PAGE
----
- Previous number of suspects have risen from 20,000 to 43,000
- Former counter-terror chief says new total is 'nine-tenths Islamic extremists'
- Separate Home Office figures show far-right make up less than a fifth in custody
- Current top terror police officer says right-wing is still fastest growing threat
- Numbers emerged after it was revealed Reading terror attack suspect was on list
A terror suspect watchlist has doubled in size from last year – but expert estimates and new figures suggest far-right extremists are just a tiny part of the problem.
Britain's top anti-terror officer Neil Basu has repeatedly said that right-wing extremism poses the fastest growing terror threat to the UK.
But while MI5's watchlist has doubled to 43,000 this year, experts say nine-tenths of these are jihadis.
New separate statistics from the Home Office on terrorists in custody, also show that of 238 people held for terrorism in Great Britain, 183 were Islamist extremists while just 44 were far-right. It is an increase of just 11 people from the same period last year.
They include a 17-year-old schoolboy jailed in January after a manifesto listing 'Areas to Attack' was found in his room.
The numbers came a day after senior military and intelligence expert Colonel Richard Kemp told the MailOnline he believed the focus on far-right terror was a 'false emphasis'.
Both sets of figures emerged in the aftermath of the Reading terror attack, which killed three people and saw another trio seriously hurt.
Richard Walton, former head of the Metropolitan Police Counter Terrorism Command, told the Telegraph the watchlist number was too big.
He said: "It is a ridiculously high number.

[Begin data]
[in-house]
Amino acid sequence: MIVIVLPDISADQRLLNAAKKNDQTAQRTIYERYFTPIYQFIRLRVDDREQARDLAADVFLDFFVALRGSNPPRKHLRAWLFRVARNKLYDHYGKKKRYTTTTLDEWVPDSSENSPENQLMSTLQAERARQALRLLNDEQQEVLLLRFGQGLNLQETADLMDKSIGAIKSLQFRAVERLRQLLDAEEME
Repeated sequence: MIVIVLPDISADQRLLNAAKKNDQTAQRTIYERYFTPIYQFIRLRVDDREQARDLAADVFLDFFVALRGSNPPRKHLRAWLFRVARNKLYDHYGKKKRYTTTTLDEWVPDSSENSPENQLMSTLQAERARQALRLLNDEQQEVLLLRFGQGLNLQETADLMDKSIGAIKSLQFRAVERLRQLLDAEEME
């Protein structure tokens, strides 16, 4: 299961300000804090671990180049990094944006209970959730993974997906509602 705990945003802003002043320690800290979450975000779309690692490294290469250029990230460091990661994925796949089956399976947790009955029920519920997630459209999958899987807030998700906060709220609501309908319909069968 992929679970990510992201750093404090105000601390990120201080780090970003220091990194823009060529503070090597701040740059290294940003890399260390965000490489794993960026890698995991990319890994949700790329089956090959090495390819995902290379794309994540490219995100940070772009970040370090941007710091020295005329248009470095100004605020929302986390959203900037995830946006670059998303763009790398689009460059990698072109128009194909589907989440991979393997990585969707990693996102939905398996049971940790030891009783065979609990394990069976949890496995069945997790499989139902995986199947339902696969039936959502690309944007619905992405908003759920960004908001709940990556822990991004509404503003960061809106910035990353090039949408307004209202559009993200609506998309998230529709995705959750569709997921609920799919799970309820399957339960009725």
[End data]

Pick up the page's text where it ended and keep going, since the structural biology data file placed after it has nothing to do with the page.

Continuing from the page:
'The bigger question is why are there 40,000 people who think it is acceptable to consider murdering people. It tells you the scale of the problem.
'Nine-tenths of the people on that list are Islamist extremists.'
Home Secretary Priti Patel yesterday promised new laws to remove foreign criminals from Britain, declaring anyone who "abuses our hospitality" would be deported.
She said she would accelerate legislation on foreign offenders by making it easier to remove them, following the terror attack in Reading.
Funding for counter-terrorism policing is also set to increase to £906 million for next year - a rise of £90 million.
The two different sets of figures relating to counter-terrorism have emerged over the past few days.
Home Office figures show as of March 31 this year, there were 238 persons in custody for terrorism-related offences in Great Britain, an increase of 14 compared with the previous year.
A further 18% - 44 people - were categorised as holding far right-wing ideologies with the remaining prisoners (5%) holding beliefs related to other ideologies.
The government's watchlist document from March this year titled Transparency Report: Disruptive Powers 2018/2019, said MI5 was investigating approximately 3,000 subjects of interest (SOIs) across 600 priority investigations.
The document said as soon as MI5 judged an SOI no longer posed a threat, it was downgraded and placed in a "closed" category called Closed Subject of Interest (CSOI).
It went on to say the public figure for the number of CSOIs in 2017 was 20,000, and that there are now currently more than 40,000 CSOIs.
But it admitted although the cases were closed it was possible the subject of them could become dangerous again.
It added: 'This does not mean these SOIs will never pose a threat again, but merely that their current level of threat is not judged to be sufficient to prioritise allocating investigative resource against them.'
It continued to say the public figure for the number of CSOIs in 2017 was 20,000, and that there are now currently more than 40,000 CSOIs.
The report said: "A substantial element of the increase to over 40,000 is the inclusion of individuals who have never travelled to the UK but whose details have been passed to MI5 by foreign intelligence services, in order that MI5 be alerted should they enter t he UK.
"This new figure is not, therefore, directly comparable to the previous 20,000 figure and it does not mean there are now over twice as many CSOIs at risk of re-engagement."
"Nevertheless, by its very nature, the CSOI figure will always increase year on year.
"MI5 is constantly opening new investigations into individuals who come to its attention.'